I'm due to go on a job interview for a team leader (C#, Mobile applications) position in a few days

I learned pretty much everything I know by myself (at work, at home) - I do hold a B.Sc. in CS though.

So the thing is - I think I'm terrible in job interviews - they always get to ask me questions that I don't really know (like specific programming questions, sometimes even questions considered basic) the answers to.

I never went through a complete programming course in C#, so there are alot of subjects I'm probably not even familiar with, which (I assume) I will be asked on during the job interview.

I never considered myself as an expert in a specific programming language - for instance, in my current position (I've been working on the same company for almost 6 years), I mainly had projects in Delphi, C# and HTML5+JS and along that, I had to code a few things with PHP, PL/SQL, and Java.

Some of the projects I worked on were designed&mostly implemented by myself, and are now being sold to our clients (2 of them are large scale, in terms of endpoints), and I think they're a great success, management does too.

Is not having a specific programming language expertise a drawback? How do I sell myself better? How do I avoid presenting myself as a total newbie when sometimes 'not knowing' the answers to rather basic questions?

EDIT: Thank you all for your answers - they did help me alot during this interview as I had more confidence comparing to previous job interviews I had. Too bad the employer itself wasn't ready - the guy who was supposed to interview/test me wasn't even prepared (he didn't even hold a copy of my C.V.), I felt like they're not taking this too seriously, eventually I was told to go home and call them back to re-schedule for another day, so I told them to call me back when they're actually ready.

There're no "wrong" answers here - so +1 to everyone

  • 5
    Keep this in mind. No one is an expert in their programming language, except maybe the people who created them. I'd be suspicious of anyone who walked into our organization claiming to be an expert ;) Practice the interview, and you'll do fine! Good luck.
    – jmort253
    Jul 29, 2012 at 8:59
  • 2
    Show enthusiasm. Demonstrate to the interviewer that you're interested in the job, that you really want to do it (and not just for the money). Ask questions about the project you're going to be working on. Jul 30, 2012 at 5:15
  • Can you expand a bit more on exactly what sorts of questions you're having trouble with? Are the problems related to terminology? To areas of the language you haven't needed in your day-to-day life? Algorithms? Something else? Jul 30, 2012 at 6:40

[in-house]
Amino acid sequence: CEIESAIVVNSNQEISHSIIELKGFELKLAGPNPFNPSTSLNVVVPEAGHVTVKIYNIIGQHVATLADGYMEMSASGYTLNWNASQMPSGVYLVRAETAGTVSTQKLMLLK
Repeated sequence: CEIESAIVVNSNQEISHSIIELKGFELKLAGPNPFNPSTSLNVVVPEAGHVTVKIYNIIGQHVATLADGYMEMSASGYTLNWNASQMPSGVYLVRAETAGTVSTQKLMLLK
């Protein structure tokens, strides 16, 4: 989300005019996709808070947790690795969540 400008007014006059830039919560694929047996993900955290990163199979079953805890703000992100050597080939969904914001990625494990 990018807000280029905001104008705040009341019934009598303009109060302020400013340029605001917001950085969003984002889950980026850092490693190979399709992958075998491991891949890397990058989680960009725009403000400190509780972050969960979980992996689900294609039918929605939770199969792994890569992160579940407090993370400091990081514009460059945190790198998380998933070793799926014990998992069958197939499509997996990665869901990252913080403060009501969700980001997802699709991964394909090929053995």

• I can't really point out on specific questions - it could be of any subject, and every time I fail to answer a question I get the feeling I've failed in the interview
    – Shai
    Jul 30, 2012 at 7:23
  • @Shai: Team lead is such a broad concept. Will you be doing a lot of architecting, coding or managing? Some team leaders usually delegate and go to meetings, while some take care of difficult coding tasks. Do you know what kind of team leader are they looking for?
    – Spoike
    Jul 30, 2012 at 11:23

4 Answers 4


Practice C# Interview Questions:

The key to getting through an interview successfully is preparation. First, do a quick Google search for common C# interview questions, and study them. Make sure you can remember and answer the questions. Keep practicing until you score well on practice tests and that you know your terminology.

Practice C# Coding Exercises:

Second, practice some C# interview coding exercises. While there's no guarantee that you'll be presented these same exact problems, what this will do is help get you into the mindset of breaking a problem down, coming up with a plan to solve it, and implementing the solution.

In the interview, the technical interviewers are judging you not just on what you know, but most importantly on how you approach problems. Even in cases where you cannot solve the problem completely, your attempt may still prove valuable. If you can't solve the problem with your first approach. Try again. Show them that you're not one to shy away from a challenging problem!

Remember the Soft Skills:

Third, don't forget about the soft interview questions. They'll also want to be sure that you're capable of working on a team and capable of playing nice with others. It's a good idea to study these types of interview questions as well, which will help give you confidence for the actual interview.


In summary, keep in mind that employers also want to hire people who demonstrate maturity, and to admit you don't know something is a key indicator that you possess this humbling attribute.

If you say you're new to C# and are still learning, but then you ace the basic C# questions and solve most of their C# interviewing questions and blow them out of the water, you'll most likely leave a good impression on your interviewers. They'll feel better knowing that you won't waltz in their with big ideas and carelessly destroy the customer database tables or crash the live server. By admitting you aren't an expert, but then demonstrating competency, you'll show them that you're careful and attentive to details.

When I went through my interview, this was my experience, except instead of C# it was Java. I was no expert, but the preparation paid off. My test scores were great, I made it through all of the basic questions, and received an offer a few days after the interview. I hope your experience is the same. Good luck!

  • Thanks for the answer! The thing is that I think I have an approach problem with job interviews. I know I might not be able to answer some basic questions, but I do know that if I will be given (any) real-life assignment/project, I`m 100% positive I'd be able to complete it in a short time, regardless whether I master the target programming language or not. How do I convey this to the interviewers so they actually "believe" me?
    – Shai
    Jul 29, 2012 at 8:39
  • Telling is different than showing. With all due respect, you're going to need to jump through their hoops, and practicing and showing that you can pick up something you say you're not 100% familiar with in a short time, like C#, will go a long way towards making your case that you're their new employee. :) Remember, they get tons of applicants, and you'll need to work hard to get the position. Good luck! :)